Latinas from Coast to Coast launches second panel discussion on abortion in Texas
Episode two featuring Harris County Judge Lina Hidalgo, Texas AG candidate Rochelle Garza, & NARAL President Mini Timmaraju premiered Tuesday.
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Episode two of the newly-launched Latinas from Coast to Coast panel discussion from Latino Victory and Fierce by Mitú premiered on Tuesday, Sept. 27.
The newest release was focused on the state of abortion in the state of Texas post Roe v. Wade, and was hosted by activist and former President of Planned Parenthood, Cecile Richards. She was joined by three Texas leaders and activists — Harris County Judge Lina Hidalgo, Candidate for Texas Attorney General Rochelle M. Garza, and President of NARAL Pro-Choice America Foundation, Mini Timmaraju.
Timmaraju kicked off the discussion with a look back at June 24, 2022, the day the Supreme Court decided to overturn Roe v. Wade, and the effect it had on women’s reproductive freedom across the country, especially in Texas.
“In the immediate aftermath, probing overturned clinics in several states, but particularly in Texas, were forced to stop providing abortion care. Appointments were canceled, people across the country suddenly lost a fundamental freedom that we've relied on for nearly 50 years,” she said.
Timmaraju went on to say that the reality of a world without legal abortion had already been creeping up on the Lone Star State. Where it’s at now is “beyond the point of crisis,” especially for Latinas.
“We are now in the fight for our lives,” she said. “We know that this assault on our freedom is most harmful to people who are already marginalized, immigrants, people like us, who are most affected, women of color.”
A new analysis cited by Timmaraju from the National Partnership for Women & Families found that state abortion bans can harm nearly 15 million women of color. Latinos make up the largest group of women who will be harmed, at 6.5 million.
“What's happening in Texas is outrageous. It breaks my heart for many reasons,” she said.
When it came time for Garza to speak, she talked about her origins in a Latino-heavy part of the state and how despite their Catholic faith, Latinos tend to support the procedure of abortion.
“There is this myth that Latinos are very conservative and that abortion does not go well over in our communities. That's not been my experience. I grew up in a pro choice Catholic household,” said Garza.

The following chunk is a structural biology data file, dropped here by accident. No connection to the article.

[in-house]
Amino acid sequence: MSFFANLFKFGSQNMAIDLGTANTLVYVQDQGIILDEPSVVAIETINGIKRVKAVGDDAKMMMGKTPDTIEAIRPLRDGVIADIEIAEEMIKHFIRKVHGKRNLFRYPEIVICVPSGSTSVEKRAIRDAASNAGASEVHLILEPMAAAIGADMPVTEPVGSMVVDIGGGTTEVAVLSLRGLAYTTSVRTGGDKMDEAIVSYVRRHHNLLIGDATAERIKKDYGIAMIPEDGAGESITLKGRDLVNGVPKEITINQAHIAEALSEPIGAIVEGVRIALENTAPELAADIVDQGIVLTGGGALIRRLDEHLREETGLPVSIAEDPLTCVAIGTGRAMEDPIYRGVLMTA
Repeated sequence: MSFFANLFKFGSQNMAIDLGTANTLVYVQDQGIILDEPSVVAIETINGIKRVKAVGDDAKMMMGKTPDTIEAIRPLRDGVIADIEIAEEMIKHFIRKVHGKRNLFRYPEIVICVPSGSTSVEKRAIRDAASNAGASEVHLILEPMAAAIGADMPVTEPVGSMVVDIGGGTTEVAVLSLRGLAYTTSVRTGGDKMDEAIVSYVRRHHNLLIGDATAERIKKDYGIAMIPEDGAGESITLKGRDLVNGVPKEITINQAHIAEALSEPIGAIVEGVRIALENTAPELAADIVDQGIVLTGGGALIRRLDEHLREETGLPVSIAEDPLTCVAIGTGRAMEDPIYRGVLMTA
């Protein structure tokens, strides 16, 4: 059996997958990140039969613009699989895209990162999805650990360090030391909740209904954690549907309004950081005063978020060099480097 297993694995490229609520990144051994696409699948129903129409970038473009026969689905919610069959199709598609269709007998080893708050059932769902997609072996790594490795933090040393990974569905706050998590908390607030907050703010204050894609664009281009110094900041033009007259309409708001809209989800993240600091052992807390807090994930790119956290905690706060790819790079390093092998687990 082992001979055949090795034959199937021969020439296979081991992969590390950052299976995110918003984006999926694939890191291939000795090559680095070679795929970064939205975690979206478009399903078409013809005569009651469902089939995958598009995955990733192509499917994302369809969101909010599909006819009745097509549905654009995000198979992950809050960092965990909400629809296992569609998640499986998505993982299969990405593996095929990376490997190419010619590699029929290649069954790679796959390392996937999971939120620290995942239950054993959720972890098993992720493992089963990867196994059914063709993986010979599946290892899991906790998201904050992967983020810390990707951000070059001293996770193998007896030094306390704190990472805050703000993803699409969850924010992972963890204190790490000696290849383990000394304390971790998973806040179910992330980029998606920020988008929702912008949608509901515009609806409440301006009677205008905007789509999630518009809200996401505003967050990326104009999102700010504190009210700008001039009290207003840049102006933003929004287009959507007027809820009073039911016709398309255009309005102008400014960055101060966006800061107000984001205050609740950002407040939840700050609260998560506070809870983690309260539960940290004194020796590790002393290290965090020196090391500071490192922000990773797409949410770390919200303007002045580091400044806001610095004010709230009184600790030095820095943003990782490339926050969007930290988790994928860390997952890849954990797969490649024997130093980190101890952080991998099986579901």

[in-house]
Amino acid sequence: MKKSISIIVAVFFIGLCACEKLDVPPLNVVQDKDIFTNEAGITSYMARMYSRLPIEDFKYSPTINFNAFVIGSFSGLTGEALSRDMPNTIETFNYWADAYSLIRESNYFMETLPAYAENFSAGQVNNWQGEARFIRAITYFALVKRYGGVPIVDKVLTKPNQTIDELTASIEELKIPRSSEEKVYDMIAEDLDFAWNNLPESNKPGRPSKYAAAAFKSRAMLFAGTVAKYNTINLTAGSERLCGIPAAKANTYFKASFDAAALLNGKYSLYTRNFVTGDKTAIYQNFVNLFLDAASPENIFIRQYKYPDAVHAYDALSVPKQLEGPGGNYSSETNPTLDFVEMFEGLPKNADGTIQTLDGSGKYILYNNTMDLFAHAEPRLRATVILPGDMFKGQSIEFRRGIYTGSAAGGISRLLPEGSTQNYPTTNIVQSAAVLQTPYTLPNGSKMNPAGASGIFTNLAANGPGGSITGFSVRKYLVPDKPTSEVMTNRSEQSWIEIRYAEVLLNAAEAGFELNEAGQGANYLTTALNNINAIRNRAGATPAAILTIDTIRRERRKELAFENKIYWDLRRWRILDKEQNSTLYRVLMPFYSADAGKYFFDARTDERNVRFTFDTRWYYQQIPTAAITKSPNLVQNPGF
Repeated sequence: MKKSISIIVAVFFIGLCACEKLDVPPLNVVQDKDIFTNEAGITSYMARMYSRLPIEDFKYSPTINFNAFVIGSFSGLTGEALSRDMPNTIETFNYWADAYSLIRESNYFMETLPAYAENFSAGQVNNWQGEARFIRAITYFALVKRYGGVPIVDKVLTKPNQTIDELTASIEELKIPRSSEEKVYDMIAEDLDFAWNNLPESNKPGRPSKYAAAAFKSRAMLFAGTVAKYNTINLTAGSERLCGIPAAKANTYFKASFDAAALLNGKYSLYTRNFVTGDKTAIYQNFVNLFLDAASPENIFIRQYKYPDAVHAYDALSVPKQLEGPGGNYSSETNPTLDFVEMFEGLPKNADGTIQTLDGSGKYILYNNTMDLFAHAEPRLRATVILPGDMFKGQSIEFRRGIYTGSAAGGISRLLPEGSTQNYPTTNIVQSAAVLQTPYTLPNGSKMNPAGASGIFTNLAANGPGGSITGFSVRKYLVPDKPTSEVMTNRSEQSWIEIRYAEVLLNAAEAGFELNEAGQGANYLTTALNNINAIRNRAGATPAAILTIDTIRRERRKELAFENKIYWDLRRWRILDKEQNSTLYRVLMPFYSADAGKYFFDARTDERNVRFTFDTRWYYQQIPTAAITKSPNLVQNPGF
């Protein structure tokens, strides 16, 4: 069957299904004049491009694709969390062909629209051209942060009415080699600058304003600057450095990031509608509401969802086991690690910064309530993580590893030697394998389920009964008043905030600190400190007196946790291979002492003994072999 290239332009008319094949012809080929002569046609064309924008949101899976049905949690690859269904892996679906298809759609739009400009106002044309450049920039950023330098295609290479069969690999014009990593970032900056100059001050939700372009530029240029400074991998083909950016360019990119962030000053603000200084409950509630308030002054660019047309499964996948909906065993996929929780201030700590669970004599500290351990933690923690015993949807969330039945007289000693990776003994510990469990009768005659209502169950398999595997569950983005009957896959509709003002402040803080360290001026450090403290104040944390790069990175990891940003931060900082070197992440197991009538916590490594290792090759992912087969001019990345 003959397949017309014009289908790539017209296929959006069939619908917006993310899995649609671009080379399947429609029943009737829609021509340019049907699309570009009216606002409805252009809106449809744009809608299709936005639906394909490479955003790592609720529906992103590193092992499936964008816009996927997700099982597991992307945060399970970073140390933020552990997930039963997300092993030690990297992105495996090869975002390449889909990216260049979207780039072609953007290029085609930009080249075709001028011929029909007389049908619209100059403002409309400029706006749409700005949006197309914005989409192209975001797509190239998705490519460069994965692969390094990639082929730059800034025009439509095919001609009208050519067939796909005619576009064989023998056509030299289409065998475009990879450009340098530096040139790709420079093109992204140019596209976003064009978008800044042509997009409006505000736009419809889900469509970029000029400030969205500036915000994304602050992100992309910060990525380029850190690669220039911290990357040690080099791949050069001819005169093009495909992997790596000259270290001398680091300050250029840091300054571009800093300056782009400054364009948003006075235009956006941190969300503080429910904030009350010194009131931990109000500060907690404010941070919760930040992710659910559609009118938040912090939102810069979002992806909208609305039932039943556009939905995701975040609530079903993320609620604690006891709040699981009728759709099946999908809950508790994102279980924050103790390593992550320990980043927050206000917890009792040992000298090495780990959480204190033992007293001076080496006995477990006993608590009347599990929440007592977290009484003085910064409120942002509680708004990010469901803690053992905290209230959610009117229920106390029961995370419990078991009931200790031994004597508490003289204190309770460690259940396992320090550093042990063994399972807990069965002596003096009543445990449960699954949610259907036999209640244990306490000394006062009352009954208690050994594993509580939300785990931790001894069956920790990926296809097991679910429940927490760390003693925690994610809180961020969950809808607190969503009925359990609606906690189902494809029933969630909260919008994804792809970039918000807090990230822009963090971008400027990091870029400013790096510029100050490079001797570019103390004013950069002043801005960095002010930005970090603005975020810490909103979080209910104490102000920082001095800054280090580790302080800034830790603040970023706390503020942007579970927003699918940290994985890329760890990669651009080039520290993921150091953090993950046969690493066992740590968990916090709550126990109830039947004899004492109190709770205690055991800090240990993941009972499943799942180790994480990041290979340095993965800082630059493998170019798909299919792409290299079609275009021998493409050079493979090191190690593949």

In another example supporting her point about Latinos and abortion, Garza cited the case of Edinburg, Texas. Last year, the majority Latino city in the Rio Grande attempted to put in place ordinances that resembled a six-week abortion ban with support for those who turned in abortion seekers.
“Activists and individuals from the City of Edinburgh, and across South Texas came together and they defeated those ordinances,” said Garza. “That's the kind of power I am seeing in this state. It is coming from the most unexpected places. There's so much hope there. Latino voters are a huge voting bloc in the state of Texas. Representation does matter.”
The discussion concluded with Judge Hidalgo, who touched on her own experiences in the aftermath of the Roe v. Wade overturn, but looked towards a future where people will be much more politically engaged.
After the overturn, Hidalgo said she went to rally in downtown Houston featuring thousands of people on a brutally hot day. Despite the conditions, there was unity.
“There were people from all walks of life. They were so focused, and of course were angry. But they were past that, and they were at the action stage,” Hidalgo said.
That’s the attitude she thinks is being carried to this day and potentially to the voting booths this November. It’s why, she said, many states like Texas are trying to pass voter suppression laws.
“If people didn't think that we could change things, they wouldn't be coming after us in the way that they are. Many of the voter suppression laws that passed in Texas were tailor made to revoke the reforms we had implemented in Harris County. There have been all kinds of attacks, because they see that we're being effective,” said Hidalgo.
This decision, while tragic, the silver lining is it moved people out of complacency.”